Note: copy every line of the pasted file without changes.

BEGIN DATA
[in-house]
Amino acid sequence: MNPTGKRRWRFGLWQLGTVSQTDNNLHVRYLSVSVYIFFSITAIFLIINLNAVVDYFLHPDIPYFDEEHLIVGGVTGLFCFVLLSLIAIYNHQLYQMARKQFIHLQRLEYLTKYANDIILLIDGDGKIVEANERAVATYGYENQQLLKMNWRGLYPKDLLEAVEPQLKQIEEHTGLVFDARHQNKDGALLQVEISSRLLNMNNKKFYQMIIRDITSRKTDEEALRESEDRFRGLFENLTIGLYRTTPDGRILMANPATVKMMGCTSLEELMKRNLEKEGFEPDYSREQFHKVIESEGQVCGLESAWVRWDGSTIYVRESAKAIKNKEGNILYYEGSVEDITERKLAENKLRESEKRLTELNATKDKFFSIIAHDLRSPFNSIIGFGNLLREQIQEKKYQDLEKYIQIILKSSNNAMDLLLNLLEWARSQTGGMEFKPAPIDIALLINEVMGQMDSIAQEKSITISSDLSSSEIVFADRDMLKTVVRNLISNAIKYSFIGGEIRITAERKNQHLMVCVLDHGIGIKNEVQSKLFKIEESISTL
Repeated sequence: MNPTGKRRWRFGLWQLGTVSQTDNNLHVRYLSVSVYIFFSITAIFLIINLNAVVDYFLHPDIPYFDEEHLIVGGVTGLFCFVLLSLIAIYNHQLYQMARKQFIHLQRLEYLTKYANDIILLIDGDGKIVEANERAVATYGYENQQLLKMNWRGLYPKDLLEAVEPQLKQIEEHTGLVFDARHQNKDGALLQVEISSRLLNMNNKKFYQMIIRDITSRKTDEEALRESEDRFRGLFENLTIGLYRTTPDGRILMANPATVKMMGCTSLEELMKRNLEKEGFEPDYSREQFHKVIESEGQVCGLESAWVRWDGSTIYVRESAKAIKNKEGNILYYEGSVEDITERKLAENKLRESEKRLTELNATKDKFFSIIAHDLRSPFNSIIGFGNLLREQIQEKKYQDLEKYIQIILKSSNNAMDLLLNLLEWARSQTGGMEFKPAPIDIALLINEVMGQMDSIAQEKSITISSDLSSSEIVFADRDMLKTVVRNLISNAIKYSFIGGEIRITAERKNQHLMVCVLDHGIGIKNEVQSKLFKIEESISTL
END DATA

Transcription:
[in-house]
Amino acid sequence: MNPTGKRRWRFGLWQLGTVSQTDNNLHVRYLSVSVYIFFSITAIFLIINLNAVVDYFLHPDIPYFDEEHLIVGGVTGLFCFVLLSLIAIYNHQLYQMARKQFIHLQRLEYLTKYANDIILLIDGDGKIVEANERAVATYGYENQQLLKMNWRGLYPKDLLEAVEPQLKQIEEHTGLVFDARHQNKDGALLQVEISSRLLNMNNKKFYQMIIRDITSRKTDEEALRESEDRFRGLFENLTIGLYRTTPDGRILMANPATVKMMGCTSLEELMKRNLEKEGFEPDYSREQFHKVIESEGQVCGLESAWVRWDGSTIYVRESAKAIKNKEGNILYYEGSVEDITERKLAENKLRESEKRLTELNATKDKFFSIIAHDLRSPFNSIIGFGNLLREQIQEKKYQDLEKYIQIILKSSNNAMDLLLNLLEWARSQTGGMEFKPAPIDIALLINEVMGQMDSIAQEKSITISSDLSSSEIVFADRDMLKTVVRNLISNAIKYSFIGGEIRITAERKNQHLMVCVLDHGIGIKNEVQSKLFKIEESISTL
Repeated sequence: MNPTGKRRWRFGLWQLGTVSQTDNNLHVRYLSVSVYIFFSITAIFLIINLNAVVDYFLHPDIPYFDEEHLIVGGVTGLFCFVLLSLIAIYNHQLYQMARKQFIHLQRLEYLTKYANDIILLIDGDGKIVEANERAVATYGYENQQLLKMNWRGLYPKDLLEAVEPQLKQIEEHTGLVFDARHQNKDGALLQVEISSRLLNMNNKKFYQMIIRDITSRKTDEEALRESEDRFRGLFENLTIGLYRTTPDGRILMANPATVKMMGCTSLEELMKRNLEKEGFEPDYSREQFHKVIESEGQVCGLESAWVRWDGSTIYVRESAKAIKNKEGNILYYEGSVEDITERKLAENKLRESEKRLTELNATKDKFFSIIAHDLRSPFNSIIGFGNLLREQIQEKKYQDLEKYIQIILKSSNNAMDLLLNLLEWARSQTGGMEFKPAPIDIALLINEVMGQMDSIAQEKSITISSDLSSSEIVFADRDMLKTVVRNLISNAIKYSFIGGEIRITAERKNQHLMVCVLDHGIGIKNEVQSKLFKIEESISTL